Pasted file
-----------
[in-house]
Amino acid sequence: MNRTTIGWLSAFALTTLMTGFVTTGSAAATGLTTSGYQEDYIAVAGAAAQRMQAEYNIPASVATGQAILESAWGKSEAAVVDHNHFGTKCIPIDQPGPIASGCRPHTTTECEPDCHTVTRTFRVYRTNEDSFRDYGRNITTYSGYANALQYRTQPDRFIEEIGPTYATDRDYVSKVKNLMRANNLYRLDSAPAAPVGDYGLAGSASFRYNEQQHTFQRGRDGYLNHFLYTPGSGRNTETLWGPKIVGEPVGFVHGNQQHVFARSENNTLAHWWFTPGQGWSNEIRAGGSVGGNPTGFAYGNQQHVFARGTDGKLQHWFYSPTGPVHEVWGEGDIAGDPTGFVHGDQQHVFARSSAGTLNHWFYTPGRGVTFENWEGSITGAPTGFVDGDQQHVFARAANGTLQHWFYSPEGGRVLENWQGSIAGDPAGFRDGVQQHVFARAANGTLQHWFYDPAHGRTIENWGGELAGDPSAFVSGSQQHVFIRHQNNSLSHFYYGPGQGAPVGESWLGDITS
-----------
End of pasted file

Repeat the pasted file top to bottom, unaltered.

[in-house]
Amino acid sequence: MNRTTIGWLSAFALTTLMTGFVTTGSAAATGLTTSGYQEDYIAVAGAAAQRMQAEYNIPASVATGQAILESAWGKSEAAVVDHNHFGTKCIPIDQPGPIASGCRPHTTTECEPDCHTVTRTFRVYRTNEDSFRDYGRNITTYSGYANALQYRTQPDRFIEEIGPTYATDRDYVSKVKNLMRANNLYRLDSAPAAPVGDYGLAGSASFRYNEQQHTFQRGRDGYLNHFLYTPGSGRNTETLWGPKIVGEPVGFVHGNQQHVFARSENNTLAHWWFTPGQGWSNEIRAGGSVGGNPTGFAYGNQQHVFARGTDGKLQHWFYSPTGPVHEVWGEGDIAGDPTGFVHGDQQHVFARSSAGTLNHWFYTPGRGVTFENWEGSITGAPTGFVDGDQQHVFARAANGTLQHWFYSPEGGRVLENWQGSIAGDPAGFRDGVQQHVFARAANGTLQHWFYDPAHGRTIENWGGELAGDPSAFVSGSQQHVFIRHQNNSLSHFYYGPGQGAPVGESWLGDITS